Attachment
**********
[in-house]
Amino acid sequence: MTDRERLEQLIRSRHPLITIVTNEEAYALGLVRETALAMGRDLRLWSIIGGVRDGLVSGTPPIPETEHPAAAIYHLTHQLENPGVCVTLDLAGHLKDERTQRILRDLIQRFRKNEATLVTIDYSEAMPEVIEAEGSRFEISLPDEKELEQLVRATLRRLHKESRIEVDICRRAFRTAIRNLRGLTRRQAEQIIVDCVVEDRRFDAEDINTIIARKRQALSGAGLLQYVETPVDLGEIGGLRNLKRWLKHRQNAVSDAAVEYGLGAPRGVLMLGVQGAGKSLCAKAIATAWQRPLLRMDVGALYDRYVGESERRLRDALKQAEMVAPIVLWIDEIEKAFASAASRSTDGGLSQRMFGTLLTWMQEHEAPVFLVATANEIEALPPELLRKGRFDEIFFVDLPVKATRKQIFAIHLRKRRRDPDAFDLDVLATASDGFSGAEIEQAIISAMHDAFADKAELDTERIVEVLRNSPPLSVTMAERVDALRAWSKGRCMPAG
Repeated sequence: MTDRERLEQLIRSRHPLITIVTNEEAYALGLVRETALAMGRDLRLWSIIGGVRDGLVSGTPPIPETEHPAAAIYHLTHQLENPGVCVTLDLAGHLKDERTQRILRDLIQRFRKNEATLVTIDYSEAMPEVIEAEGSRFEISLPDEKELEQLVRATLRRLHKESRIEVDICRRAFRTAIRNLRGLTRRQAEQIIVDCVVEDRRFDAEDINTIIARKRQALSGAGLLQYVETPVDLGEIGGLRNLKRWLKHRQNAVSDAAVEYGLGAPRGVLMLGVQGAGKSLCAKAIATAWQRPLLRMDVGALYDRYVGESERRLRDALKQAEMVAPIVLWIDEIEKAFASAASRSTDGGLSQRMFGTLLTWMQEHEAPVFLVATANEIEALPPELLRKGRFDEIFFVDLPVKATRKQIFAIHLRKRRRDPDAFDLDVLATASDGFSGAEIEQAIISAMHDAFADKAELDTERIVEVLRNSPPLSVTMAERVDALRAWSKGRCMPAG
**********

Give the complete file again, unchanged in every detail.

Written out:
[in-house]
Amino acid sequence: MTDRERLEQLIRSRHPLITIVTNEEAYALGLVRETALAMGRDLRLWSIIGGVRDGLVSGTPPIPETEHPAAAIYHLTHQLENPGVCVTLDLAGHLKDERTQRILRDLIQRFRKNEATLVTIDYSEAMPEVIEAEGSRFEISLPDEKELEQLVRATLRRLHKESRIEVDICRRAFRTAIRNLRGLTRRQAEQIIVDCVVEDRRFDAEDINTIIARKRQALSGAGLLQYVETPVDLGEIGGLRNLKRWLKHRQNAVSDAAVEYGLGAPRGVLMLGVQGAGKSLCAKAIATAWQRPLLRMDVGALYDRYVGESERRLRDALKQAEMVAPIVLWIDEIEKAFASAASRSTDGGLSQRMFGTLLTWMQEHEAPVFLVATANEIEALPPELLRKGRFDEIFFVDLPVKATRKQIFAIHLRKRRRDPDAFDLDVLATASDGFSGAEIEQAIISAMHDAFADKAELDTERIVEVLRNSPPLSVTMAERVDALRAWSKGRCMPAG
Repeated sequence: MTDRERLEQLIRSRHPLITIVTNEEAYALGLVRETALAMGRDLRLWSIIGGVRDGLVSGTPPIPETEHPAAAIYHLTHQLENPGVCVTLDLAGHLKDERTQRILRDLIQRFRKNEATLVTIDYSEAMPEVIEAEGSRFEISLPDEKELEQLVRATLRRLHKESRIEVDICRRAFRTAIRNLRGLTRRQAEQIIVDCVVEDRRFDAEDINTIIARKRQALSGAGLLQYVETPVDLGEIGGLRNLKRWLKHRQNAVSDAAVEYGLGAPRGVLMLGVQGAGKSLCAKAIATAWQRPLLRMDVGALYDRYVGESERRLRDALKQAEMVAPIVLWIDEIEKAFASAASRSTDGGLSQRMFGTLLTWMQEHEAPVFLVATANEIEALPPELLRKGRFDEIFFVDLPVKATRKQIFAIHLRKRRRDPDAFDLDVLATASDGFSGAEIEQAIISAMHDAFADKAELDTERIVEVLRNSPPLSVTMAERVDALRAWSKGRCMPAG